Texinfo proved very simple to learn and produces fairly good looking HTML and PDF files (although some people prefer texi2html to "makeinfo --html" for HTML output). It can also output DocBook XML files, though I don't know how good the output is since I don't know the DocBook system yet. I am very happy with the tool so far. I haven't learnt a whole lot of Texinfo yet, but since when has that stopped me from making a fool of myself?
There are still some warts that I see with the Texinfo system though:
These rants aside, I am still sticking with Texinfo for the documentation for my little projects, though for "paper-like" stuff, I'm going to prefer LaTeX.
Steve Yegge is now on Blogger for those of you who can't seem to have enough of his rants.
Ranjit Madampath pointed me to a rather hilarious entry on Frameworks in the Joel on Software discussion group.
Planet Scheme used to be available as planet-scheme.yi.org, but it seems to be dead now. I used to like reading the aggregated weblogs of a lot of smart Scheme hackers, the weblog of José Antonio Ortega Ruiz in particular.
Firefox leads to a breakup. I don't know whether I should feel sorry for the bloke who was dumped or the lady who had to change her email address possibly after being bombarded with tonnes of silly emails. I do know that I found this bug report rather funny.
As I had feared, I performed miserably in the qualifying round of the Google Code Jam India 2006. Good luck to the people who moved on to the next round.
What surprised me was how cheap the equipment was (Rs 2,600/- after 4% VAT) and how easy it was to set up. There was a slight complication due to the Huawei SmartAX MT880 ADSL modem-cum-router we were using for our BSNL DataOne broadband connection and the assumptions made by the wireless router, but that is easy to resolve if you know the basics of IP (Internet Protocol). It was also relatively easy to secure the access point.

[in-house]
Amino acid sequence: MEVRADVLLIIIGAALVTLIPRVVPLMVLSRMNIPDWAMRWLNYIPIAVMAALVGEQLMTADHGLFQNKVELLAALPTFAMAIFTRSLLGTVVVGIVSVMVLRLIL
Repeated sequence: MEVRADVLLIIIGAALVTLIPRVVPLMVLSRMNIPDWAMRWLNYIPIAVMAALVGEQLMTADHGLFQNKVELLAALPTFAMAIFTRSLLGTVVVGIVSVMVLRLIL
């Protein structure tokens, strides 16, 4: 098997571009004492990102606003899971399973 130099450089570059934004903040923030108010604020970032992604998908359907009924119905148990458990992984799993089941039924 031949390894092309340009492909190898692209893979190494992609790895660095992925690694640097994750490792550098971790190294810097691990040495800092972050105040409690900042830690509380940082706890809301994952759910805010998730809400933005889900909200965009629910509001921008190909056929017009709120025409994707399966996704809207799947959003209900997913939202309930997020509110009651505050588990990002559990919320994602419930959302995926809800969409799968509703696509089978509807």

Of course, this adds a few more cables to the jungle of cables behind my PC that had already made cleaning difficult and any expansion a chore.
By the way, I have been seeing the prices of networking equipment (modems, switches, wireless routers) dropping drastically over the last year here in Bangalore, possibly because broadband has become quite affordable and because more and more people have a laptop or two.
A Philistine Watches "2001: A Space Odyssey"
We watched Stanley Kubrick's "2001: A Space Odyssey" yesterday. I was terribly disappointed by this movie: most of the scenes were excruciatingly long, the music (when it was present) seemed mostly arbitrary for the scene in question, the "star gate" scene seemed amateurish and long (and looked as if it was designed to induce a headache), the actors were mostly expressionless, etc. On the positive side, I admired the special effects (awesome for 1968) and was pleased to see how they were shown in a matter-of-fact manner instead of the in-your-face style so common these days. I also like the main music score that was composed for this movie and which is the recurring theme throughout the movie.
The painfully long shots reminded me of the "art movies" we had to see in our childhood. At that time, the state television channel Doordarshan (literally "tele vision" in Hindi) was the only thing we could watch on TV. They used to show a movie every Sunday afternoon in one of the regional Indian languages. Being a Malayalee family, we used to watch every such Malayalam movie out of sheer loyalty. Unfortunately for us, Malayalam (like Bangla, but unlike other languages like Tamil, Telugu, Marathi, etc.) seemed to be blessed by a lot of award-winning directors who insisted on making "meaningful cinema" which was anything but meaningful to the vast majority of the population. It was very painful to sit through such movies.